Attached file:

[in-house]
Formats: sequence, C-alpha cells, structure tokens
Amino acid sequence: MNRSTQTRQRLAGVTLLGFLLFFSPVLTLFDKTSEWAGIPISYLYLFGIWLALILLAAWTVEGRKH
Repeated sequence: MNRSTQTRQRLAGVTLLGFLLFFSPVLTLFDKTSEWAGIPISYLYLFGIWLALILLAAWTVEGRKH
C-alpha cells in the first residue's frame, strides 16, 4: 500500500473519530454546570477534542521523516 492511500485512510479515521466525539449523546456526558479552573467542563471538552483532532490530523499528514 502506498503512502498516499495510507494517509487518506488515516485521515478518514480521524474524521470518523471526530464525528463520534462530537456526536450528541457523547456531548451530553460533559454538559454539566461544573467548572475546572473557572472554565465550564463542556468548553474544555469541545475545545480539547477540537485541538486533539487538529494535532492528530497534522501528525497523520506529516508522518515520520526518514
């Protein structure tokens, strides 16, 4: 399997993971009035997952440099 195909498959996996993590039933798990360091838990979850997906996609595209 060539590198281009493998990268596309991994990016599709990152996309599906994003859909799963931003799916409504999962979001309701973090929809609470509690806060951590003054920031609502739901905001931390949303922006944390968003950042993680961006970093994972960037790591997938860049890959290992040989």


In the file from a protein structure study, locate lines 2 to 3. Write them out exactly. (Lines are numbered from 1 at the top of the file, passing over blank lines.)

Formats: sequence, C-alpha cells, structure tokens
Amino acid sequence: MNRSTQTRQRLAGVTLLGFLLFFSPVLTLFDKTSEWAGIPISYLYLFGIWLALILLAAWTVEGRKH